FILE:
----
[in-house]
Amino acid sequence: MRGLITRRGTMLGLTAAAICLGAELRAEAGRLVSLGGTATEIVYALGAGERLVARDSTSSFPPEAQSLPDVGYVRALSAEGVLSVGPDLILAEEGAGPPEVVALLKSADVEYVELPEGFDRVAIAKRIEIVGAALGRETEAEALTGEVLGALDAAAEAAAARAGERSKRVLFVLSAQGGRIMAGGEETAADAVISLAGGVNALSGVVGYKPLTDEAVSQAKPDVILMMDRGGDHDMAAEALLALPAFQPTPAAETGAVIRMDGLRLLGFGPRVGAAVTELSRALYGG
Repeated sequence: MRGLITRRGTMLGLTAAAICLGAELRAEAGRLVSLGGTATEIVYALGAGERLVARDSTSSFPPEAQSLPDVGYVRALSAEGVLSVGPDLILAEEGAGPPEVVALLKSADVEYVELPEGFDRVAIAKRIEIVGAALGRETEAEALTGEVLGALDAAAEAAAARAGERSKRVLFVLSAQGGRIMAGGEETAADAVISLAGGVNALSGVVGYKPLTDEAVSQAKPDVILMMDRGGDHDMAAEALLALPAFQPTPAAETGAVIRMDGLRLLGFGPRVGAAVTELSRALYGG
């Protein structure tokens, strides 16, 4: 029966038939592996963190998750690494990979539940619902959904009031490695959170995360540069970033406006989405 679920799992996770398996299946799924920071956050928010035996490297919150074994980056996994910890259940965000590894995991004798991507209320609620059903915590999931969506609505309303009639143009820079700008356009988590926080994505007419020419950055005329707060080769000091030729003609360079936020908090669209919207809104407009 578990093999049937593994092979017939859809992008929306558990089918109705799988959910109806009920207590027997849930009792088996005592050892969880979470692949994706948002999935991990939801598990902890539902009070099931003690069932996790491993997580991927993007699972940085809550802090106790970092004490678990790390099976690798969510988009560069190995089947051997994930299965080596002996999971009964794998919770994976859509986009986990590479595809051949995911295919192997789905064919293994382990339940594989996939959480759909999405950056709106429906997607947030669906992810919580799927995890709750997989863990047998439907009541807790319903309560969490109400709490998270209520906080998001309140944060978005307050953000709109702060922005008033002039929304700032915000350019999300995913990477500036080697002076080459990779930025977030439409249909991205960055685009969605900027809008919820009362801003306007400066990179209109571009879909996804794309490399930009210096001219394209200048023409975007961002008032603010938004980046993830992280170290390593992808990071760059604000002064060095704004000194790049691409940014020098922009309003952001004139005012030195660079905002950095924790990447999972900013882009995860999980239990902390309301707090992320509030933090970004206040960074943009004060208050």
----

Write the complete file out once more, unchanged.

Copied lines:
[in-house]
Amino acid sequence: MRGLITRRGTMLGLTAAAICLGAELRAEAGRLVSLGGTATEIVYALGAGERLVARDSTSSFPPEAQSLPDVGYVRALSAEGVLSVGPDLILAEEGAGPPEVVALLKSADVEYVELPEGFDRVAIAKRIEIVGAALGRETEAEALTGEVLGALDAAAEAAAARAGERSKRVLFVLSAQGGRIMAGGEETAADAVISLAGGVNALSGVVGYKPLTDEAVSQAKPDVILMMDRGGDHDMAAEALLALPAFQPTPAAETGAVIRMDGLRLLGFGPRVGAAVTELSRALYGG
Repeated sequence: MRGLITRRGTMLGLTAAAICLGAELRAEAGRLVSLGGTATEIVYALGAGERLVARDSTSSFPPEAQSLPDVGYVRALSAEGVLSVGPDLILAEEGAGPPEVVALLKSADVEYVELPEGFDRVAIAKRIEIVGAALGRETEAEALTGEVLGALDAAAEAAAARAGERSKRVLFVLSAQGGRIMAGGEETAADAVISLAGGVNALSGVVGYKPLTDEAVSQAKPDVILMMDRGGDHDMAAEALLALPAFQPTPAAETGAVIRMDGLRLLGFGPRVGAAVTELSRALYGG
């Protein structure tokens, strides 16, 4: 029966038939592996963190998750690494990979539940619902959904009031490695959170995360540069970033406006989405 679920799992996770398996299946799924920071956050928010035996490297919150074994980056996994910890259940965000590894995991004798991507209320609620059903915590999931969506609505309303009639143009820079700008356009988590926080994505007419020419950055005329707060080769000091030729003609360079936020908090669209919207809104407009 578990093999049937593994092979017939859809992008929306558990089918109705799988959910109806009920207590027997849930009792088996005592050892969880979470692949994706948002999935991990939801598990902890539902009070099931003690069932996790491993997580991927993007699972940085809550802090106790970092004490678990790390099976690798969510988009560069190995089947051997994930299965080596002996999971009964794998919770994976859509986009986990590479595809051949995911295919192997789905064919293994382990339940594989996939959480759909999405950056709106429906997607947030669906992810919580799927995890709750997989863990047998439907009541807790319903309560969490109400709490998270209520906080998001309140944060978005307050953000709109702060922005008033002039929304700032915000350019999300995913990477500036080697002076080459990779930025977030439409249909991205960055685009969605900027809008919820009362801003306007400066990179209109571009879909996804794309490399930009210096001219394209200048023409975007961002008032603010938004980046993830992280170290390593992808990071760059604000002064060095704004000194790049691409940014020098922009309003952001004139005012030195660079905002950095924790990447999972900013882009995860999980239990902390309301707090992320509030933090970004206040960074943009004060208050």